The Lehi City Planning Commission voted to give a positive recommendation to the City Council on D.R. Horton’s Skye Area Plan after reviewing hundreds of pages of information and three hours of discussion on the proposal at the August 4meeting.
D.R. Horton added 300 residential units (for a total of 2,436 units) in their area plan in exchange for giving 500 acres to Lehi City. Commissioner Tyer Eyre questioned the value of the swap, “They’re offering 500 acres to the city that are very hard to develop and cost prohibitive. Does the city want that? Is this a good trade? To put that many more homes in to tax our infrastructure and facilities for land they can’t develop anyway?”
“As a staff, we see it as a positive thing. This is a great way to preserve those hillsides and its unique great open space. We feel like it has significant value,” answered Kim Struthers, Lehi City Planning Director. Struthers also said the City would put the 500 acres in a conservation easement to keep future leaders from selling it to a developer.
“My concern is that we’re playing fair with all developers. We’ve told a lot of people we have a cap on our population, and we can’t add any units anywhere. We’ve denied ten additional units in a development because those small requests add up,” began Commission Chair Abram Nielsen. “Now we’re pulling 300 units out of thin air. From a procedure standpoint, what applies to one developer should apply to all, in my opinion.”
Commissioner Eyre was happy with Struthers’ explanation for the trade. “I was looking at it cynically. It is beautiful and worth preserving,” he clarified.
Several commissioners implored Jeff Stevenson, representing D.R. Horton, to work with the Traverse Mountain Trails Association immediately on adequate trail connections from the start of construction. “The cost of trails should be included in the trade for density,” said Commissioner Scott Carlson.
The traffic study for the Skye Area Plan is almost 1,000 pages long. Lehi resident Brandon Ethington expressed concerns that the study is out-of-date because it was completed before Viewpoint Middle School opened. “We have real data now and more traffic problems in that area,” said Ethington. “It was nice to see the City fix the flow at Viewpoint immediately when problems came up last year.”
Resident Brent Frampton asked about a plan for turning left onto Center Street from SR92. The eastbound off-ramp at the commuter lane on Center Street is a right-turn-only option. “We’ve looked into a left turn there, and it would take a pretty complicated traffic signal. We could probably make it work, though,” said Lehi Traffic Engineer Luke Seegmiller. “The operation of SR92 outside the commuter lane is pretty good. If you’re turning left, don’t take the commuter lane.”
Ethington also brought up a traffic issue that would likely be compounded by more school children going to Belmont Elementary. The boundaries for Belmont Elementary currently include children from the west side of I-15.
“With Belmont, the boundaries won’t always be what they are today. There’s no need to re-do roads,” said Seegmiller. “Often with schools, it’s bad for 20-30 minutes, and then it’s done. Other than loading and unloading, it’s really light traffic.”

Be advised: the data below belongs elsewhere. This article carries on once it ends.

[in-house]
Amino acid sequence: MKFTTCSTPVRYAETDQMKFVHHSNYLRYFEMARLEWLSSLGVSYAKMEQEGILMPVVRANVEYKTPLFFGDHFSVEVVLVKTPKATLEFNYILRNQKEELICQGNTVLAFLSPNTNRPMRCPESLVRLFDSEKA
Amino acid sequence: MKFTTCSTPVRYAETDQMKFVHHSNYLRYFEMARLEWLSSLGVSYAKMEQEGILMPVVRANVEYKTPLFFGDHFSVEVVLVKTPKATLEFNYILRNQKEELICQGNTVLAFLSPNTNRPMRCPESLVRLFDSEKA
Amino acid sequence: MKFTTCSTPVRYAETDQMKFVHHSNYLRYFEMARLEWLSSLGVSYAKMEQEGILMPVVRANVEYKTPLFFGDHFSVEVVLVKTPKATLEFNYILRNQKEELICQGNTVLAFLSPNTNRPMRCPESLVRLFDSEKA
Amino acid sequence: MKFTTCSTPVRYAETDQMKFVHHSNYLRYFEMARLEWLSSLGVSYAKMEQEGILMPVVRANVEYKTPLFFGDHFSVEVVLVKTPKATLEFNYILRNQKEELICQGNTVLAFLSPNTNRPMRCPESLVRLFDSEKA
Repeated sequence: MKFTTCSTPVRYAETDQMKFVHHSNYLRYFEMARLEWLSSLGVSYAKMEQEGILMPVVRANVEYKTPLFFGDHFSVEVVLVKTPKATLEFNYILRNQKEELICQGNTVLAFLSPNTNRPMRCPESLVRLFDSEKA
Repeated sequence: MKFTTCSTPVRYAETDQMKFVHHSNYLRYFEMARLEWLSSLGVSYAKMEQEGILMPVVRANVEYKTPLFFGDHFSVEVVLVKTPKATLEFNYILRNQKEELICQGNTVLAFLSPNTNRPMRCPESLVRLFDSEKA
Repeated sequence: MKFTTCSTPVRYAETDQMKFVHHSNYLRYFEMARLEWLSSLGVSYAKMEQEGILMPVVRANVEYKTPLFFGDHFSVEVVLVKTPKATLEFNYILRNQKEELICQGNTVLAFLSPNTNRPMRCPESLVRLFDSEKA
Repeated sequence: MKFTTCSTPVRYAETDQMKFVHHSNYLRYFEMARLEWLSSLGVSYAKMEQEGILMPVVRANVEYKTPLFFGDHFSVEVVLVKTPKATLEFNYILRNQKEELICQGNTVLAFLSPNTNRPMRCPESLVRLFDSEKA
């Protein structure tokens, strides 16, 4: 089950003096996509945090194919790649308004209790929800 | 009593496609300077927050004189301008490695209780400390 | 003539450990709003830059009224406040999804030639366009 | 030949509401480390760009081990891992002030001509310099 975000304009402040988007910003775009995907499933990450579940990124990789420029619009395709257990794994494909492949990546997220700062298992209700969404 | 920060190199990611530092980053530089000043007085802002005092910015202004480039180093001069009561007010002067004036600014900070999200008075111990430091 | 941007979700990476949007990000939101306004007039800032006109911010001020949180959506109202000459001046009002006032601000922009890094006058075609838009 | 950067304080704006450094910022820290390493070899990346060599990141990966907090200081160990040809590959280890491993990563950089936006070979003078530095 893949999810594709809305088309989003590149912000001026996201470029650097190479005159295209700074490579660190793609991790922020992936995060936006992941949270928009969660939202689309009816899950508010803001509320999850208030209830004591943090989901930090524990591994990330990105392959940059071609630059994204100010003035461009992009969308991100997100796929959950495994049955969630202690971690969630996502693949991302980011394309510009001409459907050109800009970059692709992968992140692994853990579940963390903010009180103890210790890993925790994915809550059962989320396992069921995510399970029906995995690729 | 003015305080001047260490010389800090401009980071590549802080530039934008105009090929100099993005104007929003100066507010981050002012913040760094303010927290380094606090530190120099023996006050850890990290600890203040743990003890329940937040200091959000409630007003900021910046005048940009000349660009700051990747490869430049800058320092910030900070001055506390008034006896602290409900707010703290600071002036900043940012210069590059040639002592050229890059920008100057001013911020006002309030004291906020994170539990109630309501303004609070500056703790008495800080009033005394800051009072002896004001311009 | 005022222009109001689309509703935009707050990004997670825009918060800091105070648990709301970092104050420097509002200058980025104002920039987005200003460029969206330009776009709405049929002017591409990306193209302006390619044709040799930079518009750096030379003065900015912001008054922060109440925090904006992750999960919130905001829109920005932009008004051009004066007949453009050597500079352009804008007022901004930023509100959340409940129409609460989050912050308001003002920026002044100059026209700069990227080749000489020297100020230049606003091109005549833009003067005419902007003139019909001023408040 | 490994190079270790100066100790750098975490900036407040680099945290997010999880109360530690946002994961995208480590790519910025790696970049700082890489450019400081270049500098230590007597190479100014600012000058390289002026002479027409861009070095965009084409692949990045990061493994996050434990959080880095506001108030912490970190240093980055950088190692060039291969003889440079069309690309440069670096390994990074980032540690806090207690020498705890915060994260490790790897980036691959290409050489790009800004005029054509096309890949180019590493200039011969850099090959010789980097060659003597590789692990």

“I don’t think we should base decisions today on the hope that someday there will be another school out there or a boundary change that will solve all these problems,” Carlson remarked.
“We’re managing the existing situation, and I don’t see it becoming unmanageable based on the traffic study,” answered Seegmiller.
The parking subject came up, and Stevenson from D.R. Horton reiterated the position he shared at the previous Planning Commission meeting. “Parking is in the eye of the beholder. The Planning Commission has one opinion, and I have another. We’re going to change for this project, but we think it’s in direct conflict with the moderate-income housing plan.”
Stevenson argued that Lehi City’s new plan to allow residents to park in guest parking stalls eliminates tandem parking, eliminating the most affordable units available. “What you’re saying is that unless you have a certain level of affluence, you’re not really welcome to live in Lehi,” Stevenson concluded.
“What happens is people use the garage for storage and the tandem spot and the street for parking. You see it all over Lehi,” said Commissioner Roger Ellis.
“The challenge is that you design the units based on a single family living there. The reality is, as we’ve learned in other parts of the city, that it becomes a rental with sub-rentals, and now there are four cars instead of the two it was designed for,” added Commissioner Brent Everett. “We’re kind of caught – do we plan for the intention or the reality? I think we have to consider both.”
The commission voted to give positive recommendations to the three D.R. Horton requests; a General Plan Amendment for the Skye-Lehi Addition (boundary adjustment between Lehi City and Draper) with approximately 1,035.49-acres, the Skye Area Plan including 985 additional residential units in the Draper-Lehi Municipal Boundary Line Adjustment Area and the Sky Area Plan amending the Micron Area Plan and including 2,436 equivalent residential units (ERUs), mixed space, a civic site, open space, trails and roadways at Timpanogos Highway and Center Street.